Managing Career Plateauing in the Quebec Public Sector

Article excerpt

Many events in recent decades have made promotion opportunities increasingly scarce, thus significantly changing the career prospects of a large number of individuals. Feelings of career failure can have negative consequences for both individuals and organizations. Based on a survey of 192 managers and professionals in the Quebec public sector, our results indicate that the absence or inadequacy of practices linked to career planning, development, and support, as well as the lack of opportunities to play new roles and participate in work groups, accentuates the perception of career plateauing. In order for working conditions to be conducive to individual development, Quebec's public sector organizations will need to modify management practices related to the career plateau phenomenon.

Many events in recent decades have changed the career prospects for a large number of individuals. For example, structural changes, technological progress, reduction of levels of supervision, changes in organizational demographics, the growing use of temporary employees, reduction of the size of administration in the public sector, and the withdrawal of the state from numerous sectors of the economy have combined to exercise strong pressure on anticipated career paths.1

Even though they are better educated and more career-oriented than their predecessors,2 managers and professionals of the public sector must now deal with manpower reduction, combined with a decrease of promotion opportunities due to a growing number of individuals whose leveled-off career prospects are blocking those of individuals following them in the organizational structure. For instance, from 1986 to 1996, the proportion of senior managers in the Quebec civil service went from 4.7% to 3.8% of regular employment and the proportion of middle managers went from 4.5% to 3.8%. While there was a significant decrease for these two employment categories over the last decade, the proportion of professionals increased from 22.9% to 28.5% for the same period.3 Furthermore, some analysts believe that 70% of employees are presently in a situation of career plateauing,4 and still others predict that this rate could reach 90% in the coming years.5 As a result, career promotions and/or salary increases are increasingly scarce. Thus, the traditional career of our dreams is becoming less and less achievable.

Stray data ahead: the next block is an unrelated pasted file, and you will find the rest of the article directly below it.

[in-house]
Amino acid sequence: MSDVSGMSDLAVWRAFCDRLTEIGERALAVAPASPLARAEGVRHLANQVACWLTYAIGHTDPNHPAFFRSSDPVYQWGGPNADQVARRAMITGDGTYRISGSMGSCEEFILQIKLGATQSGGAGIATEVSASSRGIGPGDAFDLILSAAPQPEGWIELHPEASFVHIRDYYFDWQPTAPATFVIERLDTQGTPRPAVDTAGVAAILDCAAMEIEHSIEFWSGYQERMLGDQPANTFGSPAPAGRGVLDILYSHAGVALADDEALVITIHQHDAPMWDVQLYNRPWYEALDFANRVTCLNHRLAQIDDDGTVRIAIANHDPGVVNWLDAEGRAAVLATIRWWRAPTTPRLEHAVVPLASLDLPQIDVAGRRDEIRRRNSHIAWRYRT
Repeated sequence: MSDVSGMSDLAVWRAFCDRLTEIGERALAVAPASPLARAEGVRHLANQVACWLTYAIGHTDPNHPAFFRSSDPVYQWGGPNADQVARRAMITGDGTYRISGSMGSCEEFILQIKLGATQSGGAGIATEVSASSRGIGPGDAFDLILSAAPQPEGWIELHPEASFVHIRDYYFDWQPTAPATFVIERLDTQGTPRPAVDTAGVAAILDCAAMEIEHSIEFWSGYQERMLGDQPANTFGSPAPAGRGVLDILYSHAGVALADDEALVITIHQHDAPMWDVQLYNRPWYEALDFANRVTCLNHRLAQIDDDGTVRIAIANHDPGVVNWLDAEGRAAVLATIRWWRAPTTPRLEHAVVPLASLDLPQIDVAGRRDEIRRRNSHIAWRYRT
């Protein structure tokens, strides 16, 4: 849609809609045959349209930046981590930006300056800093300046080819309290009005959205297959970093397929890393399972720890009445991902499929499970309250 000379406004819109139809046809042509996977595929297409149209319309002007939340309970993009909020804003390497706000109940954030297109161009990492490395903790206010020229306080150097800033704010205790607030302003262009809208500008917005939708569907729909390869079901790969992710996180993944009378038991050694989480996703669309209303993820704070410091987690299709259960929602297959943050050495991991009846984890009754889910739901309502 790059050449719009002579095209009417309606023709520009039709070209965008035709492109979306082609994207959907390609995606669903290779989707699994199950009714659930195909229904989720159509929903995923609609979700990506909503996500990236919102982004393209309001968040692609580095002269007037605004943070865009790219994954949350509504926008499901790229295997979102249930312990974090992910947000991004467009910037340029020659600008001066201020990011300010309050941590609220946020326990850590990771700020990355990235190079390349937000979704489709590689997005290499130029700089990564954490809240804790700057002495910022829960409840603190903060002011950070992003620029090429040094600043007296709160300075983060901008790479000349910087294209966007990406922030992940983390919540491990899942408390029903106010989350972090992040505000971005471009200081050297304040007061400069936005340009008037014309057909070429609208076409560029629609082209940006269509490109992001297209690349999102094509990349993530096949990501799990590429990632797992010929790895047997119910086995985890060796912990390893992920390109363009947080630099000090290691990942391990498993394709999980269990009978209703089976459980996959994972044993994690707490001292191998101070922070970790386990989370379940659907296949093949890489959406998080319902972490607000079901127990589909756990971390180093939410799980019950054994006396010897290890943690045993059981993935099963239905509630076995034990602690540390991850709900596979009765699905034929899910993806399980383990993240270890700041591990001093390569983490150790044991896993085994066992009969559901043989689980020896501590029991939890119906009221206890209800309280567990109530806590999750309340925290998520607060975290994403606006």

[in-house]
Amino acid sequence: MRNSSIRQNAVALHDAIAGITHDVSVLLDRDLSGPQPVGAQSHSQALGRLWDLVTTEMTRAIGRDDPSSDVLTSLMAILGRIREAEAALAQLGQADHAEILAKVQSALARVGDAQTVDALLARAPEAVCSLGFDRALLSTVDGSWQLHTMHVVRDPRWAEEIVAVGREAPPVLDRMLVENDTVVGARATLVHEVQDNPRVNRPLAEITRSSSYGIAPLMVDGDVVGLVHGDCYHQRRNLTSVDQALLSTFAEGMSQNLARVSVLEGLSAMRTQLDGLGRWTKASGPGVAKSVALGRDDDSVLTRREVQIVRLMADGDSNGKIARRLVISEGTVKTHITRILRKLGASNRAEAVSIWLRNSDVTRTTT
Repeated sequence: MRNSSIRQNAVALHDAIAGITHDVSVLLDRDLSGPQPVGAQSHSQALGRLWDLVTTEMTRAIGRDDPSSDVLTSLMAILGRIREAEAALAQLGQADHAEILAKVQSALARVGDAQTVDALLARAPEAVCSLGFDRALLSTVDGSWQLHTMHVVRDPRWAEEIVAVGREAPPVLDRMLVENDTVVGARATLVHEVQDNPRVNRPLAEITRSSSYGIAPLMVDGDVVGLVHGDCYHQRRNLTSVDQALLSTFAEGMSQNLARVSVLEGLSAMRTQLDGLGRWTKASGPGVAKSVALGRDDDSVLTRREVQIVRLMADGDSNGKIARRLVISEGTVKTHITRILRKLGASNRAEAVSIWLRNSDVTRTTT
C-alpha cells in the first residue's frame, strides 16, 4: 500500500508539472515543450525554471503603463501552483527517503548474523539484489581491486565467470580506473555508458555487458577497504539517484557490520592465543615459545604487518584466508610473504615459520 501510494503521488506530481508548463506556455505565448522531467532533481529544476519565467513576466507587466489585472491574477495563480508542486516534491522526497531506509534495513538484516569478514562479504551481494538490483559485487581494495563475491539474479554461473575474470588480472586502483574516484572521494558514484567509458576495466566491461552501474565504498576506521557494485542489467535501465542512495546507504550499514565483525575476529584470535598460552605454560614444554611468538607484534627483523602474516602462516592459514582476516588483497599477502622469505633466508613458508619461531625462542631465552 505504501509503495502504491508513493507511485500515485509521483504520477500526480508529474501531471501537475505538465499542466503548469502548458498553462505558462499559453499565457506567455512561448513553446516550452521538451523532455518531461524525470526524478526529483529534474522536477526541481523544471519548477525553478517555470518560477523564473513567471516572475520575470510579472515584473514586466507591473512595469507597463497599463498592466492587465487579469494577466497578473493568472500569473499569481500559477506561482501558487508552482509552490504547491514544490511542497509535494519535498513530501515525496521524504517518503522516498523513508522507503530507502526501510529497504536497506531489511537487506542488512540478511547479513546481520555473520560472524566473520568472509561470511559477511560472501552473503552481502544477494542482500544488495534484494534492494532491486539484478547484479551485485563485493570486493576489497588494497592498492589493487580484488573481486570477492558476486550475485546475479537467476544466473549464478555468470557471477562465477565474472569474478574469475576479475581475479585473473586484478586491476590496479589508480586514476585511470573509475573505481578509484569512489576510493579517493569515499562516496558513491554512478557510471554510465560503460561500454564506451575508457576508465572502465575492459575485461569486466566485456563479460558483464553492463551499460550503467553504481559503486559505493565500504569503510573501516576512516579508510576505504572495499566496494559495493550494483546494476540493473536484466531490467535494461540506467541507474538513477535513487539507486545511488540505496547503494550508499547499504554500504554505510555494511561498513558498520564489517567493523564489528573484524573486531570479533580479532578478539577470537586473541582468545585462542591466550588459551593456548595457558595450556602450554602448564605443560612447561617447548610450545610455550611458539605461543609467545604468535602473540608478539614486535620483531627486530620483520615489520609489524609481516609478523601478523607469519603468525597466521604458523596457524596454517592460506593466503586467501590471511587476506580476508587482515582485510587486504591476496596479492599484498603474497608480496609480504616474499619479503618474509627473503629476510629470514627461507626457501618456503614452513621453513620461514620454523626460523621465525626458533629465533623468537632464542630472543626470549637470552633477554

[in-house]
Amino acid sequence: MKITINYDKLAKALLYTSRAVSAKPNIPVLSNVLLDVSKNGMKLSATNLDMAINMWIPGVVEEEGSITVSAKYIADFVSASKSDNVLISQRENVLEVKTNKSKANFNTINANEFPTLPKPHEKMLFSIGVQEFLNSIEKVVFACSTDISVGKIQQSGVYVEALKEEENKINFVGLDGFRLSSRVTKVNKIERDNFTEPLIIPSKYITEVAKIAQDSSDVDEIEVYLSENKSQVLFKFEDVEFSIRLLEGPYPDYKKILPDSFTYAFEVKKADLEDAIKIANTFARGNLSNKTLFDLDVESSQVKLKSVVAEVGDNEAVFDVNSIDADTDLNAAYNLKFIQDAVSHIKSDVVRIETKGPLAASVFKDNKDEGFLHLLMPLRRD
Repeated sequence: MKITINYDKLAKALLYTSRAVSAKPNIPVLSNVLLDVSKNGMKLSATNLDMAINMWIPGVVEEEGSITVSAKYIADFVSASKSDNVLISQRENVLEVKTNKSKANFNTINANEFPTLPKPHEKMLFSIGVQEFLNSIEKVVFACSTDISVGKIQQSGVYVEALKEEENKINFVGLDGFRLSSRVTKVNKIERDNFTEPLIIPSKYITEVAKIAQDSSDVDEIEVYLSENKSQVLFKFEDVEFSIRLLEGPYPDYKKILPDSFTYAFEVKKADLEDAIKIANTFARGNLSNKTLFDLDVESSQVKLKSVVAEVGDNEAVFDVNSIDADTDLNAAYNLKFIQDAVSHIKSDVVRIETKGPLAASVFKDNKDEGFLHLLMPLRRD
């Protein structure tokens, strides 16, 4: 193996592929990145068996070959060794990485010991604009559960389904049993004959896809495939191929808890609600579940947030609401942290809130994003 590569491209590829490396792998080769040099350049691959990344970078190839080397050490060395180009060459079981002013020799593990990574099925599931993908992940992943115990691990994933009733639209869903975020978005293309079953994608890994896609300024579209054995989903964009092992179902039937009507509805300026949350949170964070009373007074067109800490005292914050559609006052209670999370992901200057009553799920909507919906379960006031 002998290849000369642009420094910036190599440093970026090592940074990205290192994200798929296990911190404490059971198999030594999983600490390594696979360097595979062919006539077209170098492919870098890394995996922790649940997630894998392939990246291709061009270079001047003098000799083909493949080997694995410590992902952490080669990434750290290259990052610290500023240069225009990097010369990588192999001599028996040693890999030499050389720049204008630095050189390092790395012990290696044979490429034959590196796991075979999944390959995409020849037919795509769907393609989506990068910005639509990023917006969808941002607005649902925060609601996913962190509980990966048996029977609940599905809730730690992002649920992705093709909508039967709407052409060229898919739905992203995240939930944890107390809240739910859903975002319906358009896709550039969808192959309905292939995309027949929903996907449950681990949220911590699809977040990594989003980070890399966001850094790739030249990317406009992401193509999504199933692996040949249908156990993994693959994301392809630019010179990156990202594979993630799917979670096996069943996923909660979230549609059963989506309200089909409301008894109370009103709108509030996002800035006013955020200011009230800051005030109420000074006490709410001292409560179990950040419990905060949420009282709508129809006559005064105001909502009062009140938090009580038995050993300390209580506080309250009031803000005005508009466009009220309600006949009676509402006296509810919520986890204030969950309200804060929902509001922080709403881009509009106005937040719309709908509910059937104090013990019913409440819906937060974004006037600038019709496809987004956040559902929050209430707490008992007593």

The term career plateau refers to the feeling of failure or frustration that individuals may experience following a temporary or permanent halt in the progression of their career.6 Such feelings can have negative consequences for both employees and employers. Individuals may develop counter-productive attitudes and behaviors, and their physical and psychological well-being may suffer. Repercussions for the organization may include a reduction in organizational commitment, an increase in external mobility and a decrease in work performance.

However, few companies appear to be seriously concerned about employees' development and mobility.7 They tend to abdicate their responsibilities vis- a-vis career plateauing because they believe that this is an unavoidable phenomenon and, as such, one that cannot be managed.8

Nevertheless, many authors do not share such views and have stated that many situations and cases of career plateauing could be prevented by implementing more adequate human resource management practices. If the traditional career does not meet present and future needs and challenges, an in-depth review of career strategies could help find the cure for the feelings of failure experienced by many public sector managers and professionals as a result of career plateauing.

The main focus of this article is to point to the negative effects of career plateauing and to suggest new ways in managing professionals in the Quebec civil service by highlighting some of the benefits of implementing adequate human resource practices that can help avoid career plateauing. …